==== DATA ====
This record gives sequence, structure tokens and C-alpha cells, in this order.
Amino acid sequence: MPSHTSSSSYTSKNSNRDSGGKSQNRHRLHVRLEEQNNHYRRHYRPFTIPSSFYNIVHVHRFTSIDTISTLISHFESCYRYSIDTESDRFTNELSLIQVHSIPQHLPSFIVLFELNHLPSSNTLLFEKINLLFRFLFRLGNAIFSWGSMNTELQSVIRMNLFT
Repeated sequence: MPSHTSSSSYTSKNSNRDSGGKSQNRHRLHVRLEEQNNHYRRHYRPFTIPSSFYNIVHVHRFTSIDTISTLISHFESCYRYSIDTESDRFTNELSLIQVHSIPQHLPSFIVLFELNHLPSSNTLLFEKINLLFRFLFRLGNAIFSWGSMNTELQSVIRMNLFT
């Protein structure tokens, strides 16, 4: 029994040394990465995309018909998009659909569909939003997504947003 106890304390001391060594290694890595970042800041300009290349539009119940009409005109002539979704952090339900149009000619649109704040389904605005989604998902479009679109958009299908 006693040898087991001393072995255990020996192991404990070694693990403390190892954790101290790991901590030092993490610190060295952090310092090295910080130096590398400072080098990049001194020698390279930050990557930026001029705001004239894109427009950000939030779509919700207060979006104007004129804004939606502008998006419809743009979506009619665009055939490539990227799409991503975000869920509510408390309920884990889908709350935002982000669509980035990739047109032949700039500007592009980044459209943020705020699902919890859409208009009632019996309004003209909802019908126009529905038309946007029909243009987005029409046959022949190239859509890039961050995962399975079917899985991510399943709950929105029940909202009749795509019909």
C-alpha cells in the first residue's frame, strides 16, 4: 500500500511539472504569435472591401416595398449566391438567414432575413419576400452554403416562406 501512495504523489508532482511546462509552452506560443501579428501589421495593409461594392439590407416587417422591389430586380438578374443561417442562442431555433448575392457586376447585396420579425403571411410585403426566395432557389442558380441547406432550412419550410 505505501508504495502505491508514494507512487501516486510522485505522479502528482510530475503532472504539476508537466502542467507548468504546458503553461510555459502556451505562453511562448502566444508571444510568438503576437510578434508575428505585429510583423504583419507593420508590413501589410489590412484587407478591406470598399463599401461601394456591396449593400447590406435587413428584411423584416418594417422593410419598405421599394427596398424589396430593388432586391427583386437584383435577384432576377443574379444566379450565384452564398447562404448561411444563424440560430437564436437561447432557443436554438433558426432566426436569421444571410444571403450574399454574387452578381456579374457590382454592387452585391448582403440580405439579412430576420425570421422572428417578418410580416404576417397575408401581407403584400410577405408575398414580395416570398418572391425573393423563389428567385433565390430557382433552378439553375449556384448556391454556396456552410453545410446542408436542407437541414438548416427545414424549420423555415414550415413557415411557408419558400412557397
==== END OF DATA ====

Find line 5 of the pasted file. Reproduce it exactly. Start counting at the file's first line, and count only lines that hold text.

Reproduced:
C-alpha cells in the first residue's frame, strides 16, 4: 500500500511539472504569435472591401416595398449566391438567414432575413419576400452554403416562406 501512495504523489508532482511546462509552452506560443501579428501589421495593409461594392439590407416587417422591389430586380438578374443561417442562442431555433448575392457586376447585396420579425403571411410585403426566395432557389442558380441547406432550412419550410 505505501508504495502505491508514494507512487501516486510522485505522479502528482510530475503532472504539476508537466502542467507548468504546458503553461510555459502556451505562453511562448502566444508571444510568438503576437510578434508575428505585429510583423504583419507593420508590413501589410489590412484587407478591406470598399463599401461601394456591396449593400447590406435587413428584411423584416418594417422593410419598405421599394427596398424589396430593388432586391427583386437584383435577384432576377443574379444566379450565384452564398447562404448561411444563424440560430437564436437561447432557443436554438433558426432566426436569421444571410444571403450574399454574387452578381456579374457590382454592387452585391448582403440580405439579412430576420425570421422572428417578418410580416404576417397575408401581407403584400410577405408575398414580395416570398418572391425573393423563389428567385433565390430557382433552378439553375449556384448556391454556396456552410453545410446542408436542407437541414438548416427545414424549420423555415414550415413557415411557408419558400412557397